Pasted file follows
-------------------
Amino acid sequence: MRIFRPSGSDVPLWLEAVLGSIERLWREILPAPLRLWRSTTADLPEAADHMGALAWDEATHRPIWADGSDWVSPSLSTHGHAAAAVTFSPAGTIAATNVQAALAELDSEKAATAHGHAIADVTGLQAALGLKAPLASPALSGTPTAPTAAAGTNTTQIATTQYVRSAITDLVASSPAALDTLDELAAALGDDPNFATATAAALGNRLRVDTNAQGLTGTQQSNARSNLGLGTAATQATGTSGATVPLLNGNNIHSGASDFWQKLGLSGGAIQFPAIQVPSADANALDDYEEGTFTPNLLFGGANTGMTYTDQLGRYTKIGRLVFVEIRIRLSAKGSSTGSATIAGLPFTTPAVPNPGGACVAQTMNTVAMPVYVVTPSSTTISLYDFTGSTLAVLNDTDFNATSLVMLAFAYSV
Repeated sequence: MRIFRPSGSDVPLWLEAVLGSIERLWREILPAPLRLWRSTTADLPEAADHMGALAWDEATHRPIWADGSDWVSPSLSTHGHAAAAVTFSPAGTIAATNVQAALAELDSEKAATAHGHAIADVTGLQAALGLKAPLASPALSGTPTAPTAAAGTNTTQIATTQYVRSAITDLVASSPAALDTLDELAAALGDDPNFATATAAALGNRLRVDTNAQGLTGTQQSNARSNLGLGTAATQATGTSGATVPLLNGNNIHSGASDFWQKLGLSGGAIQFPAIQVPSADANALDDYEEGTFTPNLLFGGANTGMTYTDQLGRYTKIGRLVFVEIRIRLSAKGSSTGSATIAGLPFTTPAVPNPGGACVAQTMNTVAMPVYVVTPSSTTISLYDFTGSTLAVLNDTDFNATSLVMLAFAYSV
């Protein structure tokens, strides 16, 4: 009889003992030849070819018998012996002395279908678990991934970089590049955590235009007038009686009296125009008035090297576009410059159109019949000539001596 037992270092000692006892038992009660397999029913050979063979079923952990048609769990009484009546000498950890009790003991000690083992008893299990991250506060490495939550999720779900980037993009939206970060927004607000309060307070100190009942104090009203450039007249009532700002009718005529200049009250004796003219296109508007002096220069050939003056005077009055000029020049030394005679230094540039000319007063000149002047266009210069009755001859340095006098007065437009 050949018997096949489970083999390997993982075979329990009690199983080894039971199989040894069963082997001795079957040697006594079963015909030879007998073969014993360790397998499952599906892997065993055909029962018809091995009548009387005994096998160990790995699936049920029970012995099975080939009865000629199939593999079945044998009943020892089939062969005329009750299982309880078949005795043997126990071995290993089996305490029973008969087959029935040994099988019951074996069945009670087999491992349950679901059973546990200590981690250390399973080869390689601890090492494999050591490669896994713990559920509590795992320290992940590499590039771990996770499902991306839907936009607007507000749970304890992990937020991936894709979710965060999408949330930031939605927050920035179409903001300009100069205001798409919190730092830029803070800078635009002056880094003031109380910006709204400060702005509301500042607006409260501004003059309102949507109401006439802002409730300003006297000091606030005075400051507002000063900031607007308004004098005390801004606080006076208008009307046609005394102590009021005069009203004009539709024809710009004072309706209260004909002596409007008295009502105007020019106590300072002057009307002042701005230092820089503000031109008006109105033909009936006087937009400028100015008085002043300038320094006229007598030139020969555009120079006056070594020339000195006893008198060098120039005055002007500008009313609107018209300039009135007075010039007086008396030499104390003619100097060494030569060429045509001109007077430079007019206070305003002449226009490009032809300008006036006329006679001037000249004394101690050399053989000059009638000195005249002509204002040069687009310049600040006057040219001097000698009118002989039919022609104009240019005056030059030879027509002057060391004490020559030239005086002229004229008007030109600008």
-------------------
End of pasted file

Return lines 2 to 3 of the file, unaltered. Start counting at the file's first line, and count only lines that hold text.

Repeated sequence: MRIFRPSGSDVPLWLEAVLGSIERLWREILPAPLRLWRSTTADLPEAADHMGALAWDEATHRPIWADGSDWVSPSLSTHGHAAAAVTFSPAGTIAATNVQAALAELDSEKAATAHGHAIADVTGLQAALGLKAPLASPALSGTPTAPTAAAGTNTTQIATTQYVRSAITDLVASSPAALDTLDELAAALGDDPNFATATAAALGNRLRVDTNAQGLTGTQQSNARSNLGLGTAATQATGTSGATVPLLNGNNIHSGASDFWQKLGLSGGAIQFPAIQVPSADANALDDYEEGTFTPNLLFGGANTGMTYTDQLGRYTKIGRLVFVEIRIRLSAKGSSTGSATIAGLPFTTPAVPNPGGACVAQTMNTVAMPVYVVTPSSTTISLYDFTGSTLAVLNDTDFNATSLVMLAFAYSV
């Protein structure tokens, strides 16, 4: 009889003992030849070819018998012996002395279908678990991934970089590049955590235009007038009686009296125009008035090297576009410059159109019949000539001596 037992270092000692006892038992009660397999029913050979063979079923952990048609769990009484009546000498950890009790003991000690083992008893299990991250506060490495939550999720779900980037993009939206970060927004607000309060307070100190009942104090009203450039007249009532700002009718005529200049009250004796003219296109508007002096220069050939003056005077009055000029020049030394005679230094540039000319007063000149002047266009210069009755001859340095006098007065437009 050949018997096949489970083999390997993982075979329990009690199983080894039971199989040894069963082997001795079957040697006594079963015909030879007998073969014993360790397998499952599906892997065993055909029962018809091995009548009387005994096998160990790995699936049920029970012995099975080939009865000629199939593999079945044998009943020892089939062969005329009750299982309880078949005795043997126990071995290993089996305490029973008969087959029935040994099988019951074996069945009670087999491992349950679901059973546990200590981690250390399973080869390689601890090492494999050591490669896994713990559920509590795992320290992940590499590039771990996770499902991306839907936009607007507000749970304890992990937020991936894709979710965060999408949330930031939605927050920035179409903001300009100069205001798409919190730092830029803070800078635009002056880094003031109380910006709204400060702005509301500042607006409260501004003059309102949507109401006439802002409730300003006297000091606030005075400051507002000063900031607007308004004098005390801004606080006076208008009307046609005394102590009021005069009203004009539709024809710009004072309706209260004909002596409007008295009502105007020019106590300072002057009307002042701005230092820089503000031109008006109105033909009936006087937009400028100015008085002043300038320094006229007598030139020969555009120079006056070594020339000195006893008198060098120039005055002007500008009313609107018209300039009135007075010039007086008396030499104390003619100097060494030569060429045509001109007077430079007019206070305003002449226009490009032809300008006036006329006679001037000249004394101690050399053989000059009638000195005249002509204002040069687009310049600040006057040219001097000698009118002989039919022609104009240019005056030059030879027509002057060391004490020559030239005086002229004229008007030109600008």